Asked in December if police had in accordance with the said article notified PIC of the incident, PIC Director General Fathimath Sarira stated: “Police have notified the commission about the accident in a phone call. Although, when we first heard of the case, it was only said that a speeding motorcycle had collided with a parked one and led to a death. But then later, we got the footage too.”
Police Media Official Sub Inspector Hassan Haneef told Minivan News in January that police had not mentioned the involvement of Constable Shamil to either the PIC or the public because “Initially even I knew of it as an accident. We wouldn’t know all the details at once. We learn facts as the investigation moves forward. It was portrayed as a cover-up in coverage, but we say it was an accident as that is what our investigations state it is.”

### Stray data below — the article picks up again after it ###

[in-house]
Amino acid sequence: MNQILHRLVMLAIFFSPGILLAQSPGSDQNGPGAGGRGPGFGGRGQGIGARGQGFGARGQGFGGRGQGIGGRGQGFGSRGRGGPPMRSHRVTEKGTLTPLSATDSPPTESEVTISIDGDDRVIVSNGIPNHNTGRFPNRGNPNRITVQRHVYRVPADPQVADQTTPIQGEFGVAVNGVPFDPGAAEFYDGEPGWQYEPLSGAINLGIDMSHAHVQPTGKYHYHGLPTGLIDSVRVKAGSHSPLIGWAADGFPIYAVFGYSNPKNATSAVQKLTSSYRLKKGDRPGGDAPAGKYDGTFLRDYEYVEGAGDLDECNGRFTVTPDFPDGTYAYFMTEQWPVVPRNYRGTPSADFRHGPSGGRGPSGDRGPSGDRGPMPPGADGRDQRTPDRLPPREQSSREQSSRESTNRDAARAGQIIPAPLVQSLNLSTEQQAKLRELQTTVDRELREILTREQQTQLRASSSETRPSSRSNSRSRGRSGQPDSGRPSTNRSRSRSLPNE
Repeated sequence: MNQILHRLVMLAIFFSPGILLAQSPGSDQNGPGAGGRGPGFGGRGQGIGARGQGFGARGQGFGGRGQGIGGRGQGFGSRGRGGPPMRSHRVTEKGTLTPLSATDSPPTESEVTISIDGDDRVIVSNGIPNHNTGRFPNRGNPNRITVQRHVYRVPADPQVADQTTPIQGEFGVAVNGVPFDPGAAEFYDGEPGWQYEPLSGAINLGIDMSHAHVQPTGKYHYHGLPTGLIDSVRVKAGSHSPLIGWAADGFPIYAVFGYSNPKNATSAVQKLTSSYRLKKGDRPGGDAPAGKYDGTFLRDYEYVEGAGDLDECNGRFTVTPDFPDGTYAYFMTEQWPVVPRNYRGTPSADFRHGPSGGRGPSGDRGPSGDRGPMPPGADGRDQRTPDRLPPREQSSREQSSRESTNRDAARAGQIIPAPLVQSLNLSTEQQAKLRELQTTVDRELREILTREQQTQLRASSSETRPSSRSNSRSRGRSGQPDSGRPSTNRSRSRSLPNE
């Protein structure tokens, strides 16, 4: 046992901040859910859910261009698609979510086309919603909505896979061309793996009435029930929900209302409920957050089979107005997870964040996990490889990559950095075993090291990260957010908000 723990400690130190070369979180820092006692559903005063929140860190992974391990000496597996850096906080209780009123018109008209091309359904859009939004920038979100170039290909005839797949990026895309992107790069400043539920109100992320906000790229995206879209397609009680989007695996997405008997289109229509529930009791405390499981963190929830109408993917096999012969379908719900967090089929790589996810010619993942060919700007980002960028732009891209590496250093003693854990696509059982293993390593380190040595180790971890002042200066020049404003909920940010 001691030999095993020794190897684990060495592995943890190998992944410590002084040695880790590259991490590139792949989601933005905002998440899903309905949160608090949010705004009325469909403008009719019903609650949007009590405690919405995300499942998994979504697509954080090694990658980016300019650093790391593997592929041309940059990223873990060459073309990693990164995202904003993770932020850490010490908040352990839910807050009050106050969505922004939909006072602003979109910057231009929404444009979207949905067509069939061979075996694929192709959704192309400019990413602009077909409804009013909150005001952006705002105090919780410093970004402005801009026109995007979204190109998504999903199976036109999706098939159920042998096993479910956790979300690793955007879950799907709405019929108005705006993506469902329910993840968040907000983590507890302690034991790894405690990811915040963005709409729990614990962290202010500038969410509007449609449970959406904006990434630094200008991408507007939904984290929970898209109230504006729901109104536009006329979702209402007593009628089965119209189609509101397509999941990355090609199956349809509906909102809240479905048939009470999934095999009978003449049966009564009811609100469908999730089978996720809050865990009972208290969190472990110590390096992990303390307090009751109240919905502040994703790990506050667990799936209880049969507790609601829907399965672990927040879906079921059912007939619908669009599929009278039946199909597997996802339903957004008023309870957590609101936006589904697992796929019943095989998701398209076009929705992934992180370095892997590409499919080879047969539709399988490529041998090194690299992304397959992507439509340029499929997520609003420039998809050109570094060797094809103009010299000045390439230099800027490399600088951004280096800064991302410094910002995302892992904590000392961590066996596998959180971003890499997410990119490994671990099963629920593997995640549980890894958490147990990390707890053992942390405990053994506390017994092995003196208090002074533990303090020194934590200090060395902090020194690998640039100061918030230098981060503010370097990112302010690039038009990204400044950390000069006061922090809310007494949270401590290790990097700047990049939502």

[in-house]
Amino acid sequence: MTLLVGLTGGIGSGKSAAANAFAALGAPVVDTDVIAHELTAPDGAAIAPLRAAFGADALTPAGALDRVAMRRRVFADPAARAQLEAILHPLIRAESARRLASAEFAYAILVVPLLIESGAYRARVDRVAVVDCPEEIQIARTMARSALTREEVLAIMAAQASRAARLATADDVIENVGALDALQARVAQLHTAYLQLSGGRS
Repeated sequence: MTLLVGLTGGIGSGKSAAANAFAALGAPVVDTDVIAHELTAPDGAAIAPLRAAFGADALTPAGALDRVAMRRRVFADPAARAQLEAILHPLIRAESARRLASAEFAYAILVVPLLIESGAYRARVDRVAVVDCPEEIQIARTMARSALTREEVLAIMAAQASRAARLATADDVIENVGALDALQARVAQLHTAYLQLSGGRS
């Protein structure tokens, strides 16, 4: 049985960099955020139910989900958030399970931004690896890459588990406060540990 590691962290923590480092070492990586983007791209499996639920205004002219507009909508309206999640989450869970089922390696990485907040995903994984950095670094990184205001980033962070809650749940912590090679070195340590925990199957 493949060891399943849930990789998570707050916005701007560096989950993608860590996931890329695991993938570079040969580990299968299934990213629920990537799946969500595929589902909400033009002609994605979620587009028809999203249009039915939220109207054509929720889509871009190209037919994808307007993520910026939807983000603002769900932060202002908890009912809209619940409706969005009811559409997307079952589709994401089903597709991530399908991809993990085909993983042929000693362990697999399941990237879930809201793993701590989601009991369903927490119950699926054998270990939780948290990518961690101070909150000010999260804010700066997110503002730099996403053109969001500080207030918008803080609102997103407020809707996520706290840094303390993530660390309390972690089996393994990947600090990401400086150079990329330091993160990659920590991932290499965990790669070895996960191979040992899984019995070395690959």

With regard to the PIC report, Minivan News asked Haneef if Constable Shamil had acted “having received an instruction to stop a fleeing motorcycle”, and if so how it was possible that police had not initially known of the police involvement as he had previously stated.
“Yes, he was responding to instructions and communication was made through our walkie-talkies. We had reports of the robbery and the accident as two separate incidents,” Haneef said.
PIC President Abdulla Waheed’s phone was switched off and Director General Fathimath Sarira was not responding to calls at time of press.